There’s also the decades-long fight over paid family leave. The U.S. remains the only industrialized nation not to guarantee paid family leave. Under President Clinton, the passage of the Family Medical Leave Act in 1993 inched forward by offering protected job leave but no guarantee of pay. The result, for more than 30 years, paid leave for the birth of a child or to care for a sick family member has been a privilege of the rich. Only 19 percent of Americans have paid leave associated with their job. Asking women to choose between going to work within days of giving birth and feeding their family is inhumane. In the pandemic, emergency paid family leave was passed for the first time on a national level as part of the last pandemic relief bill and then it promptly expired at year end. If the new $1.9 trillion Covid-19 relief package passes, it will reinstate national paid leave. Finally. Every previous administration and Congress had a chance to do this and failed.

So how do we force women’s issues to be more central to our national priorities and make progress to being a more gender equal nation? The answer is through political power. Women have been the majority of the electorate since 1980 and have outvoted men in every election since but between elections. But they have been less likely to rally around critical issues or to use collective action to force elected officials to take their concerns seriously.

People participate in the Women's March in Manhattan, N.Y., on Jan. 18, 2020.Jeenah Moon / Reuters

The last four years were a wakeup call for many –evidenced by the mass turnout at the Women’s March in 2017, the surge of female political activism since, the election of new record numbers of women in public office of course, the victory of Joe Biden and Kamala Harris in 2020. Now it’s time to ensure the issues and concerns holding women back remain a high priority for those in power.

The Biden administration has made equity a center piece of their policy making, establishing a new Gender Policy Council and using executive orders to compel the whole of Government to prioritize equity in everything. And he absolutely deserves credit for putting more women in his cabinet and in leadership roles than any previous administration. It’s a start.

On International Women’s Day and every day, we must work to create a society where the contributions, struggles, experiences and lives of women are valued. It’s time to start responding in real and urgent ways to the needs of 51 percent. We cannot afford another 30 years of inching along. It’s years past the time for action.

Lauren Leader is co-founder and CEO of All In Together, a non-partisan, not-for-profit women’s civic education organization. All views expressed here are solely her own. She tweets at @LaurenLeaderAIT

https://www.nbcnews.com/know-your-value/feature/international-women-s-day-let-s-remember-much-women-are-ncna1259764

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Women in leadership:Achieving an equal future in a COVID-19 world


By MDS-C19 World news

March 8 2021


Women stand at the front lines of the COVID-19 crisis, as health care workers, caregivers, innovators, community organizers and as some of the most exemplary and effective national leaders in combating the pandemic. The crisis has highlighted both the centrality of their contributions and the disproportionate burdens that women carry.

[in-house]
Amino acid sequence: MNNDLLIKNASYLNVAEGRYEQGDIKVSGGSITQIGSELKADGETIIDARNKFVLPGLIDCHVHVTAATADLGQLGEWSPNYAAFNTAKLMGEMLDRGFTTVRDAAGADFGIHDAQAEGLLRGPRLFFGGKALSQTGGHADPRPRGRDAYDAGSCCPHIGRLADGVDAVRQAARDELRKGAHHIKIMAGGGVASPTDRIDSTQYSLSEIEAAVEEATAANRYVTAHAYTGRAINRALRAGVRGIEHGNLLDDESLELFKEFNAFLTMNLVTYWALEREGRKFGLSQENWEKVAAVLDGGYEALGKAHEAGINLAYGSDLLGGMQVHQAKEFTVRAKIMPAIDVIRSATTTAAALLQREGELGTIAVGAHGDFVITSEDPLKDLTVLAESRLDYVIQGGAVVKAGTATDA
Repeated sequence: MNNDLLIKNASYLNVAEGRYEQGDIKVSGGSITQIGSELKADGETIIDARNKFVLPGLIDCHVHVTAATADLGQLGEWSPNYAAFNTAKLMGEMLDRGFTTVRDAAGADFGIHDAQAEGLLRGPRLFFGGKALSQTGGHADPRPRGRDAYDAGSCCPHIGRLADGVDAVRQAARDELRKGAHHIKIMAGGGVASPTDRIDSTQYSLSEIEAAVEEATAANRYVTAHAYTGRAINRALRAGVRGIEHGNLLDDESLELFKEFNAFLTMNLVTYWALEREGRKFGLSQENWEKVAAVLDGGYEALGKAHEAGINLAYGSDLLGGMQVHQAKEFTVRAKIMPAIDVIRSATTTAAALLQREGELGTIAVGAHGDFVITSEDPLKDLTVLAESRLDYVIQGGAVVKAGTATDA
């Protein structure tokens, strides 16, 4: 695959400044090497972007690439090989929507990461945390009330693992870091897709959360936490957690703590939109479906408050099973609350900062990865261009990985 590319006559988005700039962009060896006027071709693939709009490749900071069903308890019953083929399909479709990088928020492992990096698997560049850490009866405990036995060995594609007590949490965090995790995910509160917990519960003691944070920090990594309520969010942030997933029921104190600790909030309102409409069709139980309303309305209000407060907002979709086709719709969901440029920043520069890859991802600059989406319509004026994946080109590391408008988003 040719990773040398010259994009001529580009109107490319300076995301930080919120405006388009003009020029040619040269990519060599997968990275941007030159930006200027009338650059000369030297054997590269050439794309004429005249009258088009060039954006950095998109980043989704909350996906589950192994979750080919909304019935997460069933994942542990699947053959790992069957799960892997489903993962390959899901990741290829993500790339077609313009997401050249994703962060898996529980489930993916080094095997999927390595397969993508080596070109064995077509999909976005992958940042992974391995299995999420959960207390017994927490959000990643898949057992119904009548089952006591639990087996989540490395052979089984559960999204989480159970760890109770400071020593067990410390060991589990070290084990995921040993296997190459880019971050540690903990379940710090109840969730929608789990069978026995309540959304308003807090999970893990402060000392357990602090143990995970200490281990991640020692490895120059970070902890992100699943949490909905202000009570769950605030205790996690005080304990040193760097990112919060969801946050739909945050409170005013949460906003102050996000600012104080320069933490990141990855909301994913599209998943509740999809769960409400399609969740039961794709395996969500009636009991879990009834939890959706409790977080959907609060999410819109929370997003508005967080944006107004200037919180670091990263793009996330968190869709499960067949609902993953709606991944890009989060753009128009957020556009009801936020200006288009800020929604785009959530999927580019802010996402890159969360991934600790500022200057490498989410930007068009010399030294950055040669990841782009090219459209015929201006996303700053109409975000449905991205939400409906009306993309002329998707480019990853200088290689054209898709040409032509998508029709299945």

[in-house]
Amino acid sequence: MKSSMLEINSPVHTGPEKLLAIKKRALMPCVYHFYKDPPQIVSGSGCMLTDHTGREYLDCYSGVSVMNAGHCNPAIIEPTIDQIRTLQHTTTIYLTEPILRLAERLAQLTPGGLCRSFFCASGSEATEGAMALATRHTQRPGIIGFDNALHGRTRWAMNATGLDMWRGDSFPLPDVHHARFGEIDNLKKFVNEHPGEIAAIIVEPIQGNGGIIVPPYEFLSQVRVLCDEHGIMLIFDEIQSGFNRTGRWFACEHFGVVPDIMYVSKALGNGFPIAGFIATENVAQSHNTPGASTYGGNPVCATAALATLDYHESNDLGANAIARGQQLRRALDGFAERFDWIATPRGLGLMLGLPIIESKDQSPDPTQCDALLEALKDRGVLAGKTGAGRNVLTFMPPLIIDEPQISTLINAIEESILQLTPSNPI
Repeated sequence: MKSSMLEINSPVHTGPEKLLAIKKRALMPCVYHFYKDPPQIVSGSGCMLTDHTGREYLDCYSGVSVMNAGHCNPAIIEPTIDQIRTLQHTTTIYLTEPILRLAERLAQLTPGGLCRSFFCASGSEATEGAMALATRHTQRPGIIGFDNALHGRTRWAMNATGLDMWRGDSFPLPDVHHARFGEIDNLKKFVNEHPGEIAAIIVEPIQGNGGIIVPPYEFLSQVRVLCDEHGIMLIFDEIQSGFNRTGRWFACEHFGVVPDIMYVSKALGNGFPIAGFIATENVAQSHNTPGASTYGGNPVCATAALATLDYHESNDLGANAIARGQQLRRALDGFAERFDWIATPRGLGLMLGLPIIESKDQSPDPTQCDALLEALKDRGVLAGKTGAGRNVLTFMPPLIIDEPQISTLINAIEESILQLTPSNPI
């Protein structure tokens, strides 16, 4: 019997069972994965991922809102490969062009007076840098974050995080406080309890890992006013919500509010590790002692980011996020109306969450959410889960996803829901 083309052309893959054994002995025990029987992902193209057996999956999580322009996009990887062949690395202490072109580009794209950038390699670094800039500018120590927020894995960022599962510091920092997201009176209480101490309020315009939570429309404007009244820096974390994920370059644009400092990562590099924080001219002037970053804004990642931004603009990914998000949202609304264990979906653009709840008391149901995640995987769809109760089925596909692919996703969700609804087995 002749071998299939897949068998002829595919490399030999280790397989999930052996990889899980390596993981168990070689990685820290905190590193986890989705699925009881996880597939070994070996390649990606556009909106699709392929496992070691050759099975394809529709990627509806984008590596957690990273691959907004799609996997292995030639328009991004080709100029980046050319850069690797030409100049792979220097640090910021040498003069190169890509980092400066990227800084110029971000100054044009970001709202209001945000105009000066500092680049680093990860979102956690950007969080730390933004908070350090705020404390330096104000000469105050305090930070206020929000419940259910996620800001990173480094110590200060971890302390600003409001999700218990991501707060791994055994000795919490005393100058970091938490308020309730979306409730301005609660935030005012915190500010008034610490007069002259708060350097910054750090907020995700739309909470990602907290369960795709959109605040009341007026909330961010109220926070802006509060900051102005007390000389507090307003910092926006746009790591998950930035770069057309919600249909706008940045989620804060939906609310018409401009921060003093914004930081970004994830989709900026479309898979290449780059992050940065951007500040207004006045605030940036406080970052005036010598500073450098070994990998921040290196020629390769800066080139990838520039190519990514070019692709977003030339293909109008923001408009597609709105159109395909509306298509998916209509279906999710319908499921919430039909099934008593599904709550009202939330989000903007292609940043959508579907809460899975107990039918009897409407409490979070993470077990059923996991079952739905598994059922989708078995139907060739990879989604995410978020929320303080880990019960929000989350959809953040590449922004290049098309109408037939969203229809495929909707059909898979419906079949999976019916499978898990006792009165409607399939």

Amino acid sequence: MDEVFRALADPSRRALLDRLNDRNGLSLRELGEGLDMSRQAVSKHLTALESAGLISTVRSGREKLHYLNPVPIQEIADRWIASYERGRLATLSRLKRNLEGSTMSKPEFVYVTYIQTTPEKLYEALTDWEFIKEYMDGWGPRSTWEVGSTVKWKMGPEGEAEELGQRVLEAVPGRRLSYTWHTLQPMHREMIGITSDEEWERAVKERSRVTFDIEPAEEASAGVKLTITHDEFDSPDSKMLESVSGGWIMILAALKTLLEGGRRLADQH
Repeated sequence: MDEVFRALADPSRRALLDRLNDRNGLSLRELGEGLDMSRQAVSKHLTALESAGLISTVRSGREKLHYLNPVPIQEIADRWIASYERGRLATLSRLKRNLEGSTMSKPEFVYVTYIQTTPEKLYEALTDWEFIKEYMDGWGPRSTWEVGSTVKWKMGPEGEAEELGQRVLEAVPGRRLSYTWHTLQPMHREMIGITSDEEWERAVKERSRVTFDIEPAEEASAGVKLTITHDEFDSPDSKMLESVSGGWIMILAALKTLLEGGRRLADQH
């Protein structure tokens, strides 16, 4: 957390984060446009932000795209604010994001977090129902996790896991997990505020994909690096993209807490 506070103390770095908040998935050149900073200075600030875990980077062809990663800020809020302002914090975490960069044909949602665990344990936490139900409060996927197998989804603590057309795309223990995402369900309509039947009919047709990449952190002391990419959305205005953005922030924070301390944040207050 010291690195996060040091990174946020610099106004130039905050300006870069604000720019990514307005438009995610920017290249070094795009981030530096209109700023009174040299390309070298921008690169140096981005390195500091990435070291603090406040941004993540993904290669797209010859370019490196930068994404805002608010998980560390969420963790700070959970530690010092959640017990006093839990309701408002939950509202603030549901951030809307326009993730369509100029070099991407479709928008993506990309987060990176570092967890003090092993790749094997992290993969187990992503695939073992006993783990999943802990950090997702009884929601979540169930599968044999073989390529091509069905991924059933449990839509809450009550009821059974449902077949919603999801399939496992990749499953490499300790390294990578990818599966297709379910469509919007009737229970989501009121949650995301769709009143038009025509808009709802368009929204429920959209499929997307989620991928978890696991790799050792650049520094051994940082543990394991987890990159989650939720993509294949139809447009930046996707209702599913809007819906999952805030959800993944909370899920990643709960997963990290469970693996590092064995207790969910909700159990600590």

This year’s theme for the International Day,"Women in leadership: Achieving an equal future in a COVID-19 world", celebrates the tremendous efforts by women and girls around the world in shaping a more equal future and recovery from the COVID-19 pandemic.


It is also aligned with the priority theme of the 65th session of the Commission on the Status of Women, "Women in public life, equal participation in decision making",and the flagship Generation Equality campaign, which calls for women’s right to decision-making in all areas of life, equal pay, equal sharing of unpaid care and domestic work, an end all forms of violence against women and girls, and health-care services that respond to their needs.


Gender Equality by 2030

International Women’s Day is a time to reflect on progress made, to call for change and to celebrate acts of courage and determination by ordinary women, who have played an extraordinary role in the history of their countries and communities.


The world has made unprecedented advances, but no country has achieved gender equality.


Fifty years ago, we landed on the moon; in the last decade, we discovered new human ancestors and photographed a black hole for the first time.


In the meantime, legal restrictions have kept 2.7 billion women from accessing the same choice of jobs as men. Less than 25 per cent of parliamentarians were women, as of 2019. One in three women experience gender-based violence, still.


Let’s make 2021 count for women and girls everywhere.




On International Women's Day, let's remember 'as much as women are succeeding, they are struggling'

The U.S. is ranked 53rd in the world for gender equity. Lauren Leader of the non-partisan, women’s civic organization All In Together, reflects on the state of American women today, calling it a story of ‘triumph and tragedy.’


Demonstrators carry signs during the Women's March on Jan. 18, 2020 in Washington.

Zach Gibson / Getty Images


March 7, 2021, 6:37 PM EST

By Lauren Leader

On International Women’s Day and throughout Women’s History Month, it’s worth considering and reflecting on the triumph and tragedy of our current state of affairs. As we celebrate the many achievements of women who have broken through to lead and succeed in extraordinary ways, we should also reflect on how far we are from gender parity and commit to doing what it takes to become a more gender equal nation.